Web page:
IDEAS home Printed from
   My bibliography  Save this article

Conferences, tablecloths and cupboards: How to understand the situatedness of quality improvements in long-term care


  • Stoopendaal, Annemiek
  • Bal, Roland


Long term care needs improvement, but still little is known how quality improvement works in practice. A better, in-depth, understanding of the content and complexities of quality improvement is necessary because of the still limited theoretical and empirical grounds underlying its approach. This article draws on empirical material from Care for Better, a national quality improvement collaborative (QIC) for the long-term care sector in the Netherlands that took place from 2005 until 2012. Following a project on prevention of malnutrition, we analyzed the complex and ongoing processes of embedding improvements. The guiding question for our research was: what must be accomplished to enable and sustain improvements to occur in the everyday life of care organizations? In our analysis, we linked ethnographic findings to Actor Network Theory. We found that different kinds of work had to be done by both human and non-human actors to displace improvements into specific organizational situations. We conceptualized this work as the activity of translation. Moreover, the concept of inscription offers a perspective to reveal how improvements are made durable. Inscriptions are translations of values into texts, behavior or materialities that steer action in a specific way. We analyzed three different modes of inscription: gathering, materializing and training. We analyzed how one specific value, patient choice, became inscribed in different ways, configuring the actors in specific ways, with diverging consequences for how patient choice comes about.

Suggested Citation

  • Stoopendaal, Annemiek & Bal, Roland, 2013. "Conferences, tablecloths and cupboards: How to understand the situatedness of quality improvements in long-term care," Social Science & Medicine, Elsevier, vol. 78(C), pages 78-85.
  • Handle: RePEc:eee:socmed:v:78:y:2013:i:c:p:78-85 DOI: 10.1016/j.socscimed.2012.11.037

    Download full text from publisher

    File URL:
    Download Restriction: Full text for ScienceDirect subscribers only

    As the access to this document is restricted, you may want to search for a different version of it.

    References listed on IDEAS

    1. Dixon, Anna & Robertson, Ruth & Bal, Roland, 2010. "The experience of implementing choice at point of referral: a comparison of the Netherlands and England," Health Economics, Policy and Law, Cambridge University Press, vol. 5(03), pages 295-317, July.
    2. Zuiderent-Jerak, Teun & Strating, Mathilde & Nieboer, Anna & Bal, Roland, 2009. "Sociological refigurations of patient safety; ontologies of improvement and 'acting with' quality collaboratives in healthcare," Social Science & Medicine, Elsevier, vol. 69(12), pages 1713-1721, December.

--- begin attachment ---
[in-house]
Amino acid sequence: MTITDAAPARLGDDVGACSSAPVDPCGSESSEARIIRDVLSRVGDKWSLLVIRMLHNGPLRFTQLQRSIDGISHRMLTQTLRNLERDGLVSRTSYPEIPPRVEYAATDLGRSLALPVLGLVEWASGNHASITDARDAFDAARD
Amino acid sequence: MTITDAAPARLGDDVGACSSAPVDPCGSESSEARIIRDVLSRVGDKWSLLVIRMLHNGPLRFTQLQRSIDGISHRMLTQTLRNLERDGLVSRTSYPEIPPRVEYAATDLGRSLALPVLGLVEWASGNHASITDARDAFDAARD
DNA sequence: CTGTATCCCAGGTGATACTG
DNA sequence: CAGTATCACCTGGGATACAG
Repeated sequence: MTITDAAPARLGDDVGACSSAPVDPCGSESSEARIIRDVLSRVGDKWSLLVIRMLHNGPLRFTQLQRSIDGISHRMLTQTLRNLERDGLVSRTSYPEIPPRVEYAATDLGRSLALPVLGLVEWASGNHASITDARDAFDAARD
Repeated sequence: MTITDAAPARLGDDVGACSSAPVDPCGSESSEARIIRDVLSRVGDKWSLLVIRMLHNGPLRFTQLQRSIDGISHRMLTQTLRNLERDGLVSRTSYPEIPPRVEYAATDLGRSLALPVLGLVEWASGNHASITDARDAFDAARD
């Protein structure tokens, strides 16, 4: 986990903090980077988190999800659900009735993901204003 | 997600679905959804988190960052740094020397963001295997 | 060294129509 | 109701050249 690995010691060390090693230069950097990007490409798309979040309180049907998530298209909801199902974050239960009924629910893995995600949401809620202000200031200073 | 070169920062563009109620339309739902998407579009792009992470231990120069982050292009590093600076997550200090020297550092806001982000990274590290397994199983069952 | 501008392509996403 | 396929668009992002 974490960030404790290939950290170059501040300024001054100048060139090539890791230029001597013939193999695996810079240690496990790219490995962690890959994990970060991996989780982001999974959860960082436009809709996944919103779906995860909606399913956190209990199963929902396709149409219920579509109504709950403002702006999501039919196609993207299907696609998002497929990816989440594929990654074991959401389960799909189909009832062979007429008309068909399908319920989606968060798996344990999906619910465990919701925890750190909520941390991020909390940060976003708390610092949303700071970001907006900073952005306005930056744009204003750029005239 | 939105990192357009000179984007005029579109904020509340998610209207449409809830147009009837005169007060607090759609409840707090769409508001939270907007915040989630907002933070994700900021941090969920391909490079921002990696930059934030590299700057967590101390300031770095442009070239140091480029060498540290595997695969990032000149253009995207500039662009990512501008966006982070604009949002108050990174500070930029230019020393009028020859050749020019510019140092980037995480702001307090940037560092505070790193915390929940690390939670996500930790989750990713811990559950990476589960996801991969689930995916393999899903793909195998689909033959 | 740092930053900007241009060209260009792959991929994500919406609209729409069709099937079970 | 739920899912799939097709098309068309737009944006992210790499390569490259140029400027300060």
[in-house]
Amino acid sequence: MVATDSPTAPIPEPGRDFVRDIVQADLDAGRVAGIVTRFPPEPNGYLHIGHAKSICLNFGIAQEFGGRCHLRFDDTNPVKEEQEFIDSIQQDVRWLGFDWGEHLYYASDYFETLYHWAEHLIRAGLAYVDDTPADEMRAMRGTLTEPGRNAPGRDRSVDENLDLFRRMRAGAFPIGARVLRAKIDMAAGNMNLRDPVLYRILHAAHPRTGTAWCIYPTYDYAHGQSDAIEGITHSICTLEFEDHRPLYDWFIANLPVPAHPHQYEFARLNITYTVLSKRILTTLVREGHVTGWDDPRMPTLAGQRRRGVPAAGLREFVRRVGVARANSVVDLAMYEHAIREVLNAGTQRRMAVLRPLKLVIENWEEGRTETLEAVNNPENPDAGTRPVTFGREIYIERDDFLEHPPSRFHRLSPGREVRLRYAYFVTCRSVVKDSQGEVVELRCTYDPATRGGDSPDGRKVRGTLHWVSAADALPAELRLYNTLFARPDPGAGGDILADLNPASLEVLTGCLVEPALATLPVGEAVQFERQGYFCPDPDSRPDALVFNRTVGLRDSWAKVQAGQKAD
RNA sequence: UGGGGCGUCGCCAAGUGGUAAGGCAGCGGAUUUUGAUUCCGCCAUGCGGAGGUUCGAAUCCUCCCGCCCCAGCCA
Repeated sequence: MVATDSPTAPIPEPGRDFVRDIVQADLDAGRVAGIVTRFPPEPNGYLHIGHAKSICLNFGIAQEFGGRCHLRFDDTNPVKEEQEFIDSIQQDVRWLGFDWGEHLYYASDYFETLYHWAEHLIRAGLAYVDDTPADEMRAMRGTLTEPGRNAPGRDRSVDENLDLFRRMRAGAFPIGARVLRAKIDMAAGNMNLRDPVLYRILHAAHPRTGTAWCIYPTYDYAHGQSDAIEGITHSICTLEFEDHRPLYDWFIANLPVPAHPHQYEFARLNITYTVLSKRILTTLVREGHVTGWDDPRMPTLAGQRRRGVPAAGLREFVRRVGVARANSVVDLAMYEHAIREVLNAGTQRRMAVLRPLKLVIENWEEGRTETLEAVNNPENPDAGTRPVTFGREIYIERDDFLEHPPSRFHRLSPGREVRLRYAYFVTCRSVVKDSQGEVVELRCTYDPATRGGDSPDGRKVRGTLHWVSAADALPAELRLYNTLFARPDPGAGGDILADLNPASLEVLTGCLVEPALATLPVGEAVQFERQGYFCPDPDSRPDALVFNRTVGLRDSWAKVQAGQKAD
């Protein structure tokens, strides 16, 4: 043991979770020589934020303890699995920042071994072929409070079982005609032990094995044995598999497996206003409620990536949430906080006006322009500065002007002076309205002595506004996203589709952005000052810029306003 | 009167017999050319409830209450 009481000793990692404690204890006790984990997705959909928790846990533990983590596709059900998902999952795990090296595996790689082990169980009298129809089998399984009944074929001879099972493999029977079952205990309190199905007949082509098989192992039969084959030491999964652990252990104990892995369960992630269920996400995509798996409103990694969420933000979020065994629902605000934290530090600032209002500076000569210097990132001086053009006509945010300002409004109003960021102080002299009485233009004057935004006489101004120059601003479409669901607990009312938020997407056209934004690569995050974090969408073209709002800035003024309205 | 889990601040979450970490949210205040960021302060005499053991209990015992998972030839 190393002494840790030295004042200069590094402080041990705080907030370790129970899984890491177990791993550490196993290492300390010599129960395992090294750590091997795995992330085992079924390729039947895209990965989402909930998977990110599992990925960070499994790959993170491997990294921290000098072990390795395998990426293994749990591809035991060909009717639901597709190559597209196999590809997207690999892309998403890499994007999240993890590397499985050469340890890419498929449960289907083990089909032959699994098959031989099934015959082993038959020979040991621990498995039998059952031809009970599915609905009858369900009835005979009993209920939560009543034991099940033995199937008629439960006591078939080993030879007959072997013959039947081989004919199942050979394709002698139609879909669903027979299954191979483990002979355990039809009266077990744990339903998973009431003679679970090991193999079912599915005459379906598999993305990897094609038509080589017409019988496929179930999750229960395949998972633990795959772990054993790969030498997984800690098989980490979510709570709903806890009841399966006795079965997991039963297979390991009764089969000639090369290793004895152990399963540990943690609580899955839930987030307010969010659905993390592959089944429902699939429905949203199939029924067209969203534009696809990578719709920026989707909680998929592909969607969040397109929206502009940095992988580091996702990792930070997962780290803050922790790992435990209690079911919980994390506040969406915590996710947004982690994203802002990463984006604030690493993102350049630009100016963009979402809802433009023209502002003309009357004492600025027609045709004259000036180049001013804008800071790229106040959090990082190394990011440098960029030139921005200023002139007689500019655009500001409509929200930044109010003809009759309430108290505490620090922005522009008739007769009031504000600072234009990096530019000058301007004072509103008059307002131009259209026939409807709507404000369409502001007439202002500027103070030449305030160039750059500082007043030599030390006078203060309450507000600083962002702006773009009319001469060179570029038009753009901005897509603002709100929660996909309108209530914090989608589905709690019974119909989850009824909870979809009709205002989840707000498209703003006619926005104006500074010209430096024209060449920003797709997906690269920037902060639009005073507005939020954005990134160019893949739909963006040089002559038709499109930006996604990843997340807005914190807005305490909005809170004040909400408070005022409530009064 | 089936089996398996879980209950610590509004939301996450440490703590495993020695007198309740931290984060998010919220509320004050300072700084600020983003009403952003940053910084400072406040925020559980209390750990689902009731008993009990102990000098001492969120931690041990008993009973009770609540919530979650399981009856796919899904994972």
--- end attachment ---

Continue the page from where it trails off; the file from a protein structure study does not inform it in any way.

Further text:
3. Greenhalgh, Trisha & Stones, Rob, 2010. "Theorising big IT programmes in healthcare: Strong structuration theory meets actor-network theory," Social Science & Medicine, Elsevier, vol. 70(9), pages 1285-1294, May.
    Full references (including those not matched with items on IDEAS)


    Citations are extracted by the CitEc Project, subscribe to its RSS feed for this item.

    Cited by:

    1. Janssen, M. & Stoopendaal, A.M.V. & Putters, K., 2015. "Situated novelty: Introducing a process perspective on the study of innovation," Research Policy, Elsevier, vol. 44(10), pages 1974-1984.


    All material on this site has been provided by the respective publishers and authors. You can help correct errors and omissions. When requesting a correction, please mention this item's handle: RePEc:eee:socmed:v:78:y:2013:i:c:p:78-85. See general information about how to correct material in RePEc.

    For technical questions regarding this item, or to correct its authors, title, abstract, bibliographic or download information, contact: (Dana Niculescu). General contact details of provider: .

    If you have authored this item and are not yet registered with RePEc, we encourage you to do it here. This allows to link your profile to this item. It also allows you to accept potential citations to this item that we are uncertain about.

    If CitEc recognized a reference but did not link an item in RePEc to it, you can help with this form .

    If you know of missing items citing this one, you can help us creating those links by adding the relevant references in the same way as above, for each refering item. If you are a registered author of this item, you may also want to check the "citations" tab in your RePEc Author Service profile, as there may be some citations waiting for confirmation.

    Please note that corrections may take a couple of weeks to filter through the various RePEc services.

    IDEAS is a RePEc service hosted by the Research Division of the Federal Reserve Bank of St. Louis . RePEc uses bibliographic data supplied by the respective publishers.